What affects the cost of business insurance?

Calculating your business insurance

When buying business insurance, you’ll want to make sure you’re getting the best price and the right amount of cover for your needs.

But if you’ve ever filled out a quote for insurance multiple times before, you may have noticed that the price can change depending on the details you enter.

That’s because the cost of insurance changes based on certain factors.

How much is business insurance?

Let's look at some of the things that make the cost of premiums change.


Type of cover

The primary price-deciding factors are: what you’re getting cover for (which will determine the type of cover you need) and the level of cover you’re getting.

Essential liabilities for a business are covered by public and product liability insurance as well as employers’ liability insurance. As these are the policies most bought by businesses, you can find excellent cover at a good price in minutes.

Generally speaking, insurance that covers your first-party risks (damage to your property or business interruption, for example) costs less than cover for third-party liabilities (such as professional indemnity, directors' and officers' and cyber insurance).


Your industry

Risks to a business must be considered within the context of the industry and environment they work within. Trades with higher risks, such as working from height or with hot tools, may increase the premium your business may pay.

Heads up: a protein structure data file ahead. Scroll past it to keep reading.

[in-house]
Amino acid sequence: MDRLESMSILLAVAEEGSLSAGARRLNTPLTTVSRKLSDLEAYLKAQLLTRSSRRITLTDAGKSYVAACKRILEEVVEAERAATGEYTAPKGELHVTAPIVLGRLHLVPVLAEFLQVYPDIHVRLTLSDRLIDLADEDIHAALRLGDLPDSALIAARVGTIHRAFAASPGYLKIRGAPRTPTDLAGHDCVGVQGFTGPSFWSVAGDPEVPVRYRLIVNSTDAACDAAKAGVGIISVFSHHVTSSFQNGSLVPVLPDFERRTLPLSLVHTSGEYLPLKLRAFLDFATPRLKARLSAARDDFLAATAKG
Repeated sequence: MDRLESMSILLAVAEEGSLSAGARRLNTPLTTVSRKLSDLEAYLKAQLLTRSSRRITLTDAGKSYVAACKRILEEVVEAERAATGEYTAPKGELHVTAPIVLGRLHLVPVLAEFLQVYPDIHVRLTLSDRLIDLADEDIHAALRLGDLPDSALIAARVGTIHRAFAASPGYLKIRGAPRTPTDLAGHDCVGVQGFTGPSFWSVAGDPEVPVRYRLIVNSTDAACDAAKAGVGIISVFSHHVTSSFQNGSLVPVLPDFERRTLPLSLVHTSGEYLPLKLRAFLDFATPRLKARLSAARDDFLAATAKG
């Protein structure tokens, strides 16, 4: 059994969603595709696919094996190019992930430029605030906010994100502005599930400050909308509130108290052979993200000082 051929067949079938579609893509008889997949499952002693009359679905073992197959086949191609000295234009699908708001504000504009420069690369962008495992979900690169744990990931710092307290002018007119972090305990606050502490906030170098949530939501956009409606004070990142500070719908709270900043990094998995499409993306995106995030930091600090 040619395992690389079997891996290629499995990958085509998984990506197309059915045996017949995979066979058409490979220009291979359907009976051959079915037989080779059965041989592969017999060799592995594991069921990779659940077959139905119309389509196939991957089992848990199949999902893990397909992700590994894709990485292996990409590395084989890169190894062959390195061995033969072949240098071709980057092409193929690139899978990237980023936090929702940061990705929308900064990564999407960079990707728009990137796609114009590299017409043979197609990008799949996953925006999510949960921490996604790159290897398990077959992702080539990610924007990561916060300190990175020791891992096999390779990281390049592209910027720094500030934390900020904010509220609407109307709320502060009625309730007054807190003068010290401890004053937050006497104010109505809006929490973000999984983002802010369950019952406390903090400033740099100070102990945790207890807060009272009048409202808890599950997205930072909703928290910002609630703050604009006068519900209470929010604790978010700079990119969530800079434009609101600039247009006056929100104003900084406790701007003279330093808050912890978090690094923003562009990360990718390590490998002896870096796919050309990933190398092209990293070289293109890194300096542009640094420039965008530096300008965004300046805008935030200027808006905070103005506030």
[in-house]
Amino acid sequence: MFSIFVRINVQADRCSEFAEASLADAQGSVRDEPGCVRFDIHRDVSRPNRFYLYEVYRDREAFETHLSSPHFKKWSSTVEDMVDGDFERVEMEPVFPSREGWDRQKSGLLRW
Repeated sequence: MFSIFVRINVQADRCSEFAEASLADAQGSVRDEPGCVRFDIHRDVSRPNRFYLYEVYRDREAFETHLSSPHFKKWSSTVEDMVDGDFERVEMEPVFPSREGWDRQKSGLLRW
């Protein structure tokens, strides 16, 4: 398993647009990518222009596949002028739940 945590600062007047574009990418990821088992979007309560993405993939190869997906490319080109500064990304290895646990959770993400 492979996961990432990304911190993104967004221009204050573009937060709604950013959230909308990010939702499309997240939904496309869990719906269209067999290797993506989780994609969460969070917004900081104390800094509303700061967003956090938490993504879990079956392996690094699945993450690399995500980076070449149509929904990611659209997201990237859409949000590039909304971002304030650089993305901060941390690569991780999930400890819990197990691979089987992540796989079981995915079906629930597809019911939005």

The size of your business

This is determined by your revenue and number of employees in your business.

Higher revenues with larger workforces generally increase the premium of your insurance.

Our online portal allows you to amend the revenue or employee count for your policy at any time, for free, so you can be sure you only pay for what you need.


The location of your business

Due to various small factors, some areas of the country may warrant a higher or lower premium, depending on our experience of past claims. This difference is often very small between our policies.


Your claims history

If your business has had previous insurance claims, you must tell your new insurer at the time of purchasing a policy with them.

These will be assessed on their circumstance and size to understand the risks of the business in better detail.

Small claims typically don’t increase future insurance premiums.


Your excess

As with other types of insurance, the excess (or deductible) - the amount you agree to contribute towards each claim - will impact the premium (the amount you pay for your cover on a monthly or annual basis). A larger excess will result in a smaller premium, and vice versa.



The standard rate of Insurance Premium Tax (IPT) is currently 12% for UK businesses. Government changes to the tax rate may change your premium amount year on year.

Once you've completed a quote, you'll be able to view a summary of cover. Please always refer to your policy documents for full details around exclusions, terms and limits of your customised cover. Read our guide to understanding your policy documents.

Read on

Our insurance 101 guides answer more of your public liability questions.